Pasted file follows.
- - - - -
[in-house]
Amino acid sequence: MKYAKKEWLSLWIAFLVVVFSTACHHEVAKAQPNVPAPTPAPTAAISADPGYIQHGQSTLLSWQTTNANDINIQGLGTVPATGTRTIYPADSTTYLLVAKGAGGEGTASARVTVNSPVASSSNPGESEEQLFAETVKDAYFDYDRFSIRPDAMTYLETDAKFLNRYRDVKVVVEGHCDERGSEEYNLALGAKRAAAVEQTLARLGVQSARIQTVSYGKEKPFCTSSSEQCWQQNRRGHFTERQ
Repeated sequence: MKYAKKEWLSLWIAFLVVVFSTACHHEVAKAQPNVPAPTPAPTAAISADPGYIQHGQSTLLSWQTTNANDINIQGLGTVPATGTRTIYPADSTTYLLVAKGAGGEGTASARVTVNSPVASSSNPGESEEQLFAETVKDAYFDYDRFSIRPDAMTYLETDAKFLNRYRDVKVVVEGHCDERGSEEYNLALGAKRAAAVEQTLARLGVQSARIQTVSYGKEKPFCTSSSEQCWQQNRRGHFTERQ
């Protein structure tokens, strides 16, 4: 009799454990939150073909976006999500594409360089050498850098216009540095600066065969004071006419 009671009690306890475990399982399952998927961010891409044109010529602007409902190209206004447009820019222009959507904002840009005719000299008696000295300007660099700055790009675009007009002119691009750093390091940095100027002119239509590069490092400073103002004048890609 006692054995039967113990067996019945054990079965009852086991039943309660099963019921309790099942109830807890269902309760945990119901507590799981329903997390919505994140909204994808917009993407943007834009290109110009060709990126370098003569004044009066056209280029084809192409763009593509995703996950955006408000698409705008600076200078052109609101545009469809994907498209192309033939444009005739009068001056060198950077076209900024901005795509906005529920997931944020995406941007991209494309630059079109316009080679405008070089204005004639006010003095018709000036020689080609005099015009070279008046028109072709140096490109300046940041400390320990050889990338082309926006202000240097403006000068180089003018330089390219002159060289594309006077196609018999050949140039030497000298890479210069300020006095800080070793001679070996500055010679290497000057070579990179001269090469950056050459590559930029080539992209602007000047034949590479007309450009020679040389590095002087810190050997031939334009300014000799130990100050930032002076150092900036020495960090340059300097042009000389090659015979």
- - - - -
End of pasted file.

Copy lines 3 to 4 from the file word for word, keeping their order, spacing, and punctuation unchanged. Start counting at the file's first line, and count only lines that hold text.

Repeated sequence: MKYAKKEWLSLWIAFLVVVFSTACHHEVAKAQPNVPAPTPAPTAAISADPGYIQHGQSTLLSWQTTNANDINIQGLGTVPATGTRTIYPADSTTYLLVAKGAGGEGTASARVTVNSPVASSSNPGESEEQLFAETVKDAYFDYDRFSIRPDAMTYLETDAKFLNRYRDVKVVVEGHCDERGSEEYNLALGAKRAAAVEQTLARLGVQSARIQTVSYGKEKPFCTSSSEQCWQQNRRGHFTERQ
């Protein structure tokens, strides 16, 4: 009799454990939150073909976006999500594409360089050498850098216009540095600066065969004071006419 009671009690306890475990399982399952998927961010891409044109010529602007409902190209206004447009820019222009959507904002840009005719000299008696000295300007660099700055790009675009007009002119691009750093390091940095100027002119239509590069490092400073103002004048890609 006692054995039967113990067996019945054990079965009852086991039943309660099963019921309790099942109830807890269902309760945990119901507590799981329903997390919505994140909204994808917009993407943007834009290109110009060709990126370098003569004044009066056209280029084809192409763009593509995703996950955006408000698409705008600076200078052109609101545009469809994907498209192309033939444009005739009068001056060198950077076209900024901005795509906005529920997931944020995406941007991209494309630059079109316009080679405008070089204005004639006010003095018709000036020689080609005099015009070279008046028109072709140096490109300046940041400390320990050889990338082309926006202000240097403006000068180089003018330089390219002159060289594309006077196609018999050949140039030497000298890479210069300020006095800080070793001679070996500055010679290497000057070579990179001269090469950056050459590559930029080539992209602007000047034949590479007309450009020679040389590095002087810190050997031939334009300014000799130990100050930032002076150092900036020495960090340059300097042009000389090659015979």